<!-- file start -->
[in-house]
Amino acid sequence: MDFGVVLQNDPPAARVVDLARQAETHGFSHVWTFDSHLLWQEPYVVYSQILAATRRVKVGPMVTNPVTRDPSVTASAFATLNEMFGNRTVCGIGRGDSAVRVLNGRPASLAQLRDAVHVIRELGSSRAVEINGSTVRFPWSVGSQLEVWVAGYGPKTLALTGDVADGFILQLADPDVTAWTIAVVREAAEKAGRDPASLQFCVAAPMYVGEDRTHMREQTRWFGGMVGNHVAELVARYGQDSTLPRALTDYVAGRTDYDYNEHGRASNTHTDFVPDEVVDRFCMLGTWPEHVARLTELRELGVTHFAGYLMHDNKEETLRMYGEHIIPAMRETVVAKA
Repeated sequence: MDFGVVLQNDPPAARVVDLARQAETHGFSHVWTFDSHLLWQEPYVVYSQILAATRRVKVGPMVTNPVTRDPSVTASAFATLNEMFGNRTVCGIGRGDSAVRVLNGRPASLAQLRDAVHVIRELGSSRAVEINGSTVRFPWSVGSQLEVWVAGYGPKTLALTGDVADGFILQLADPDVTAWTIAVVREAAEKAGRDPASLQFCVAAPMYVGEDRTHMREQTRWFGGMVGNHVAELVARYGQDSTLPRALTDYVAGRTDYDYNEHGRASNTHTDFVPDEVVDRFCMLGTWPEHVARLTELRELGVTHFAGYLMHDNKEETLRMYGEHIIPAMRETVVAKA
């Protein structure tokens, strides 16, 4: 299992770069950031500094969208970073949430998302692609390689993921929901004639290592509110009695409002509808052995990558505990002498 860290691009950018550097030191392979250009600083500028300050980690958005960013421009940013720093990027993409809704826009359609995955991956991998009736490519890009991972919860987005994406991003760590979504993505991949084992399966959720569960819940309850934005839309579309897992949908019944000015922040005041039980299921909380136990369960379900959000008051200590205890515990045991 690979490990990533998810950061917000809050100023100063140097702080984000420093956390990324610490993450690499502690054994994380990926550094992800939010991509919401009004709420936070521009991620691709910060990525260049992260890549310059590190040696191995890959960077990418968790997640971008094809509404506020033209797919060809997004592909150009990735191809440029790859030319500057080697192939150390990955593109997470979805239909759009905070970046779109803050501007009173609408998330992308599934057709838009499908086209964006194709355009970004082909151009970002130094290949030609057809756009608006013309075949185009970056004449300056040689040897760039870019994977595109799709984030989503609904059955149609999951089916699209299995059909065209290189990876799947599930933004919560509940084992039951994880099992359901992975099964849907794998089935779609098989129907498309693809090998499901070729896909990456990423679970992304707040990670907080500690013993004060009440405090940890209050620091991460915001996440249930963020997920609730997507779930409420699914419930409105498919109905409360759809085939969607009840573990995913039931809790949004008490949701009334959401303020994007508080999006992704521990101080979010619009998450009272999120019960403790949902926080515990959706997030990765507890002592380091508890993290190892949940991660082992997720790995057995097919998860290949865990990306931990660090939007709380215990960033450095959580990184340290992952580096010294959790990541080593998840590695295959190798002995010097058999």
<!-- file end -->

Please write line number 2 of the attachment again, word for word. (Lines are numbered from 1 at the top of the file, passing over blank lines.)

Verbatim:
Amino acid sequence: MDFGVVLQNDPPAARVVDLARQAETHGFSHVWTFDSHLLWQEPYVVYSQILAATRRVKVGPMVTNPVTRDPSVTASAFATLNEMFGNRTVCGIGRGDSAVRVLNGRPASLAQLRDAVHVIRELGSSRAVEINGSTVRFPWSVGSQLEVWVAGYGPKTLALTGDVADGFILQLADPDVTAWTIAVVREAAEKAGRDPASLQFCVAAPMYVGEDRTHMREQTRWFGGMVGNHVAELVARYGQDSTLPRALTDYVAGRTDYDYNEHGRASNTHTDFVPDEVVDRFCMLGTWPEHVARLTELRELGVTHFAGYLMHDNKEETLRMYGEHIIPAMRETVVAKA